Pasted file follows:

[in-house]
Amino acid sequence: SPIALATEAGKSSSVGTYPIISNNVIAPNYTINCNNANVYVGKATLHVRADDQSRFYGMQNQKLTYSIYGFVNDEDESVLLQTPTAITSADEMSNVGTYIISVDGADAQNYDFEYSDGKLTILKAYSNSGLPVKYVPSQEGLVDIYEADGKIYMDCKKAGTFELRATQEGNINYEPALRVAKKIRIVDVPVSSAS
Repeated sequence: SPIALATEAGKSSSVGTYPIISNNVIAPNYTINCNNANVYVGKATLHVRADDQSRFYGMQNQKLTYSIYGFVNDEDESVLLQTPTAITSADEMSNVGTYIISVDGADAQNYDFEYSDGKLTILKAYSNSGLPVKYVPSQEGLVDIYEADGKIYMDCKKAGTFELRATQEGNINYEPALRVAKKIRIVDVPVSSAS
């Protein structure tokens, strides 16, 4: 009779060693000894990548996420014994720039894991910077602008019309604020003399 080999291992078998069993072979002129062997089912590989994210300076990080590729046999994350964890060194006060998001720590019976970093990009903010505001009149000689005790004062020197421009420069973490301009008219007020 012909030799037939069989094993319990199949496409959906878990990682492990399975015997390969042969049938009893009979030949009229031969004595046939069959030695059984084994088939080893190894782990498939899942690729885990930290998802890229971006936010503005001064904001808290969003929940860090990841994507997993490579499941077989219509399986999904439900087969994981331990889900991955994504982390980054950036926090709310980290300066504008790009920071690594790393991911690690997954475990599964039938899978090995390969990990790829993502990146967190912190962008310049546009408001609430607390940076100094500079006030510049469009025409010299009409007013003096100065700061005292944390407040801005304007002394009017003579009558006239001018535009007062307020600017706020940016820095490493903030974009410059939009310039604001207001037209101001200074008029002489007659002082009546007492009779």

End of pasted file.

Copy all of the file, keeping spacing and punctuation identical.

[in-house]
Amino acid sequence: SPIALATEAGKSSSVGTYPIISNNVIAPNYTINCNNANVYVGKATLHVRADDQSRFYGMQNQKLTYSIYGFVNDEDESVLLQTPTAITSADEMSNVGTYIISVDGADAQNYDFEYSDGKLTILKAYSNSGLPVKYVPSQEGLVDIYEADGKIYMDCKKAGTFELRATQEGNINYEPALRVAKKIRIVDVPVSSAS
Repeated sequence: SPIALATEAGKSSSVGTYPIISNNVIAPNYTINCNNANVYVGKATLHVRADDQSRFYGMQNQKLTYSIYGFVNDEDESVLLQTPTAITSADEMSNVGTYIISVDGADAQNYDFEYSDGKLTILKAYSNSGLPVKYVPSQEGLVDIYEADGKIYMDCKKAGTFELRATQEGNINYEPALRVAKKIRIVDVPVSSAS
């Protein structure tokens, strides 16, 4: 009779060693000894990548996420014994720039894991910077602008019309604020003399 080999291992078998069993072979002129062997089912590989994210300076990080590729046999994350964890060194006060998001720590019976970093990009903010505001009149000689005790004062020197421009420069973490301009008219007020 012909030799037939069989094993319990199949496409959906878990990682492990399975015997390969042969049938009893009979030949009229031969004595046939069959030695059984084994088939080893190894782990498939899942690729885990930290998802890229971006936010503005001064904001808290969003929940860090990841994507997993490579499941077989219509399986999904439900087969994981331990889900991955994504982390980054950036926090709310980290300066504008790009920071690594790393991911690690997954475990599964039938899978090995390969990990790829993502990146967190912190962008310049546009408001609430607390940076100094500079006030510049469009025409010299009409007013003096100065700061005292944390407040801005304007002394009017003579009558006239001018535009007062307020600017706020940016820095490493903030974009410059939009310039604001207001037209101001200074008029002489007659002082009546007492009779």